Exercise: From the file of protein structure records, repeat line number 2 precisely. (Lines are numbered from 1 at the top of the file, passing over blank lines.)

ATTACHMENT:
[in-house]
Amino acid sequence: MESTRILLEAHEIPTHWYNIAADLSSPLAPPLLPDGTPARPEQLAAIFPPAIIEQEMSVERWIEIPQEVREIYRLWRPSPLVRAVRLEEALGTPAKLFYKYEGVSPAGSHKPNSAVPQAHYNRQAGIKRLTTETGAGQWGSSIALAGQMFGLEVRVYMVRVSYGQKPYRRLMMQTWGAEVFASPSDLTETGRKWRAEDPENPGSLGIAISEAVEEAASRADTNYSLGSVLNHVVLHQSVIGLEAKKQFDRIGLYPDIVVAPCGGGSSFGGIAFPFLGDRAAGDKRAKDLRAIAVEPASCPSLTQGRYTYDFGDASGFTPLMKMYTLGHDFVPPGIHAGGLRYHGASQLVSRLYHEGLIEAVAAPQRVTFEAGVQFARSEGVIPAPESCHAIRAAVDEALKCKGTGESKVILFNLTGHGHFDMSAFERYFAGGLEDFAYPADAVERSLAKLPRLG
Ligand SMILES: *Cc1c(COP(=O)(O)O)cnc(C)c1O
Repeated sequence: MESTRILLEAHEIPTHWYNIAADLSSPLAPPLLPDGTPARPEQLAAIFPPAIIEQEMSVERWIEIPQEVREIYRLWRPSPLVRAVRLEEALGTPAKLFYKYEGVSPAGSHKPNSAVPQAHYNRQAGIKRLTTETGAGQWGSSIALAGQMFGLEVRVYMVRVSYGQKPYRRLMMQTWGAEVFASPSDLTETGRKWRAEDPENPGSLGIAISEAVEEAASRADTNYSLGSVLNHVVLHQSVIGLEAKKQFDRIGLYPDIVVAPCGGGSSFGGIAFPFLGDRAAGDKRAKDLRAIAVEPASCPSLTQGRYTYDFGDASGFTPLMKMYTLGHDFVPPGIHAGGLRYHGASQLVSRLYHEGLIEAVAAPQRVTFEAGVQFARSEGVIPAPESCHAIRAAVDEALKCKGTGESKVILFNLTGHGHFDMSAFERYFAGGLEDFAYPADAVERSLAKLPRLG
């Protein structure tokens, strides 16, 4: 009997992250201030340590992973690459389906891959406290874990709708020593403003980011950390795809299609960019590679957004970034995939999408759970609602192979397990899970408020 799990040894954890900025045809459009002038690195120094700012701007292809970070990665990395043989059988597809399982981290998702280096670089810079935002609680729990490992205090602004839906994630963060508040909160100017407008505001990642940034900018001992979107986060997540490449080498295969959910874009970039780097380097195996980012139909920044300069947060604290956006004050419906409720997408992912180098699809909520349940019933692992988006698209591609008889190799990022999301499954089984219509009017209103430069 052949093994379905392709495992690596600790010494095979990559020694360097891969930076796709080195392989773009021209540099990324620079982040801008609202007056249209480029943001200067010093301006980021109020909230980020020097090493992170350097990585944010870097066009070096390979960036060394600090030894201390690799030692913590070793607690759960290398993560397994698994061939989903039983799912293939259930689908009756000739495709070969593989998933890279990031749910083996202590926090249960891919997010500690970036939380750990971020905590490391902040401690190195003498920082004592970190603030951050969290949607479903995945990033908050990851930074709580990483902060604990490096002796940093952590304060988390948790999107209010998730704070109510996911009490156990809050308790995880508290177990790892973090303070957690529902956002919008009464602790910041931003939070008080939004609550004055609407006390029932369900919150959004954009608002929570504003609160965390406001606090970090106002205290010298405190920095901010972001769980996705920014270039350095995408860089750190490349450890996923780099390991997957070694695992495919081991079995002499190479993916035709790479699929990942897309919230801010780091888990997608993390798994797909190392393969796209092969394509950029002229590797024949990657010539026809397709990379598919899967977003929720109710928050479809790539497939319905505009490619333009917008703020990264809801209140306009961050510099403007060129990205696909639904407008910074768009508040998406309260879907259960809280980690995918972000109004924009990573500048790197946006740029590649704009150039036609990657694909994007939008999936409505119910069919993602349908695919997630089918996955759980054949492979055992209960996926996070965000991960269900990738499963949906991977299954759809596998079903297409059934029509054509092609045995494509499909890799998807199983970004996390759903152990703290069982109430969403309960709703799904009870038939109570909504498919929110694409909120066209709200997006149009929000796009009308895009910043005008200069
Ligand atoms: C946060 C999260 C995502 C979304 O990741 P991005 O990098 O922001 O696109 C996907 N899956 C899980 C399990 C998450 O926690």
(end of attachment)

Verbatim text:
Amino acid sequence: MESTRILLEAHEIPTHWYNIAADLSSPLAPPLLPDGTPARPEQLAAIFPPAIIEQEMSVERWIEIPQEVREIYRLWRPSPLVRAVRLEEALGTPAKLFYKYEGVSPAGSHKPNSAVPQAHYNRQAGIKRLTTETGAGQWGSSIALAGQMFGLEVRVYMVRVSYGQKPYRRLMMQTWGAEVFASPSDLTETGRKWRAEDPENPGSLGIAISEAVEEAASRADTNYSLGSVLNHVVLHQSVIGLEAKKQFDRIGLYPDIVVAPCGGGSSFGGIAFPFLGDRAAGDKRAKDLRAIAVEPASCPSLTQGRYTYDFGDASGFTPLMKMYTLGHDFVPPGIHAGGLRYHGASQLVSRLYHEGLIEAVAAPQRVTFEAGVQFARSEGVIPAPESCHAIRAAVDEALKCKGTGESKVILFNLTGHGHFDMSAFERYFAGGLEDFAYPADAVERSLAKLPRLG